Congressman Posey to tour Fellsmere PetroAlgae facility today

By Lisa Zahner

FELLSMERE — When Congressman Bill Posey loads up a van of staffers and local media representatives Tuesday, Aug. 18, to visit alternative energy sites throughout District 15, the PetroAlgae research and development facility west of Fellsmere will be the southernmost stop on the energy tour.

It is the home to the only full size, open pond commercial bioreactors in the world. Each bioreactor produces approximately 141 metric tons of biomass per hectare per year — making our technology the world’s leader in biomass production.

That algae is used to make fuel and 15 times the amount of this raw material can be grown in the ponds as on the cornfields.

The North County facility is on a 20-acre parcel, five acres of research and development complex and 15 acres of open space.

Also at the complex are two demonstration scale bioreactors, two pilot scale bioreactors, a number of inoculation tanks, a lab trailer, marketing facility, and a production facility.

“PetroAlgae is the first renewable energy company to commercialize a drop-in replacement for fossil fuels,” said Andrew Beck, vice president of public affairs. “The company licenses an innovative commercial micro-crop technology that enables the large-scale production of green fuels as well as a high-value protein co-product.”

The company’s fuels are identical in fuction to petroleum-based fuels. That’s what Beck refers to as “drop-in,” meaning the fuels use existing infrastructure.

After leaving PetroAlgae, the tour will stop at Advance Magnet Lab in Palm Bay and Florida Solar Energy Center in Cocoa.

George Cecala, spokesman Congressman Posey, said this energy tour is important, both to get the word out about the sometimes-hidden technology that’s happening right in our community and for Posey to refer back to when considering pertinent legislation.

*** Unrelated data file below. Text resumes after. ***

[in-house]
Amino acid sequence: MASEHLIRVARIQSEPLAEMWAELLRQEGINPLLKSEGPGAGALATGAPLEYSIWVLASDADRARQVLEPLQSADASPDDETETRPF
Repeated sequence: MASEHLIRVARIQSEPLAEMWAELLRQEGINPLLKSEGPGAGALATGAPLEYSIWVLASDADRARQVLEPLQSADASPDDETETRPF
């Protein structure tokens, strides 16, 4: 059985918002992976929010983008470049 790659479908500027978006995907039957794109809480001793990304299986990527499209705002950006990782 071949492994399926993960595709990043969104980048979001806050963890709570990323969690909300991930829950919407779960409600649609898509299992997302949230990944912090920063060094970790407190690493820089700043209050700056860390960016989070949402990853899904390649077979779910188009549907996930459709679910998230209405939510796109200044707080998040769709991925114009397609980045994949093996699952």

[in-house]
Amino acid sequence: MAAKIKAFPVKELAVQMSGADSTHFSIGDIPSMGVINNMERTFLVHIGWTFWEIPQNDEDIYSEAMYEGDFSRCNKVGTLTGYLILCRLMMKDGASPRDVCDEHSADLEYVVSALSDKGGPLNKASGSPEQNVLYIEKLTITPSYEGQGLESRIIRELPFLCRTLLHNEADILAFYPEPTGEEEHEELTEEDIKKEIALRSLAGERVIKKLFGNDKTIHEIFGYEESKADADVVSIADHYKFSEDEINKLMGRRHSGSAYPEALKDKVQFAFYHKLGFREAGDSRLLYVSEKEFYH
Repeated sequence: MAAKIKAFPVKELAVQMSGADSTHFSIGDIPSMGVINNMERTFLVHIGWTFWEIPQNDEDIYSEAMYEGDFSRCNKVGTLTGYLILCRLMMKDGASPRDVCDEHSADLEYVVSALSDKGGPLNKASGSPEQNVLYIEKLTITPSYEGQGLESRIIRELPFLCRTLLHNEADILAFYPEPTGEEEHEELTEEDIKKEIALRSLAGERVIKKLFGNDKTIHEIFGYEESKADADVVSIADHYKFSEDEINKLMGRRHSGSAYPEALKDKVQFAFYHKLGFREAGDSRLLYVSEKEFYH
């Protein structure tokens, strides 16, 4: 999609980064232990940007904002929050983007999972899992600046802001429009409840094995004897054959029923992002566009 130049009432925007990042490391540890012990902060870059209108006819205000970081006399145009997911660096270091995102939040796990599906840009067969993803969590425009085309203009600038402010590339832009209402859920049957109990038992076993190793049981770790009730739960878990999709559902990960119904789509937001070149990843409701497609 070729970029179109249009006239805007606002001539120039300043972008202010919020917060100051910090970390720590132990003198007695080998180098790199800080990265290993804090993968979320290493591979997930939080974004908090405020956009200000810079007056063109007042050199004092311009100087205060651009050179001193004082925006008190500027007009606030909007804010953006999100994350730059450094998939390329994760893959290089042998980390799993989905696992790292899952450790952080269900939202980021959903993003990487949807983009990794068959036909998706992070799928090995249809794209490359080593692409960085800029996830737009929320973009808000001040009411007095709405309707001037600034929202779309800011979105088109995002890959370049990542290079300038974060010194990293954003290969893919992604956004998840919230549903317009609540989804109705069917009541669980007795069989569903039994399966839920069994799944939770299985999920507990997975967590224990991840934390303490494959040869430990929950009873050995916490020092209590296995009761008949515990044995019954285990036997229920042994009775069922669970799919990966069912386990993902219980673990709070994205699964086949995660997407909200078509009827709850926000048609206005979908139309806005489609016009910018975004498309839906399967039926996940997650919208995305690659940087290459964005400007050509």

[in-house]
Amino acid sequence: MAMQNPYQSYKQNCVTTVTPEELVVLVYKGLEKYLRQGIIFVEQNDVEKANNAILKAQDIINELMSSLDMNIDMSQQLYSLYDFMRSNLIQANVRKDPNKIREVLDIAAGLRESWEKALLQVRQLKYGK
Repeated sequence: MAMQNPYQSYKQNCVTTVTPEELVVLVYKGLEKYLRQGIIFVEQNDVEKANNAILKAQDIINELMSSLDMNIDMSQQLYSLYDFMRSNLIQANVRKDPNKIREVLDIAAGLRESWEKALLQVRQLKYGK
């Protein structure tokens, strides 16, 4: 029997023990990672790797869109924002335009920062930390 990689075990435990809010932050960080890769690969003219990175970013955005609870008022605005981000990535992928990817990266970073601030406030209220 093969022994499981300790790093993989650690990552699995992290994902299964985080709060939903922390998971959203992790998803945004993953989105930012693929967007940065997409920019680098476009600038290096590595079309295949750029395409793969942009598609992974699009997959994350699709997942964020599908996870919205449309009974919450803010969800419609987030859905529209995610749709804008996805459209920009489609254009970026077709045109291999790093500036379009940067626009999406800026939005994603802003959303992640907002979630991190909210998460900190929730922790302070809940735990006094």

“This is an opportunity for folks to see firsthand the progress that is being made by the developers of clean energy technology because it’s the foundation of what will be going on in the future,” Cecala said. “As these issues are being discussed, it’s important to know what’s going on in your district and what’s going on nationally.”

Similar facilities will soon be built in China, as PetroAlgae licenses its micro-crop technology to large global groups in the energy and food industries. This way of producing biomass not only offers the large-scale production of renewable fuels, but the process also leaves a residual high-value protein co-product that can be used in livestock feed and potentially for human consumption.

Beck said PetroAlgae is negotiating with potential customers in India, Europe, South America, Middle East, Africa, Indonesia, and the United States.

“You can’t just shut off the fossil fuels overnight – where would you be the next day?” Cecala said.

But he added that, by investigating and investing in a variety of renewable energy technologies – some which would work better in Florida and some that would be better suited for other climes and terrains, that eventually the U.S. can reduce its dependence on petroleum.

“We’re going to need all kinds of sources of renewable energy,” Cecala said.

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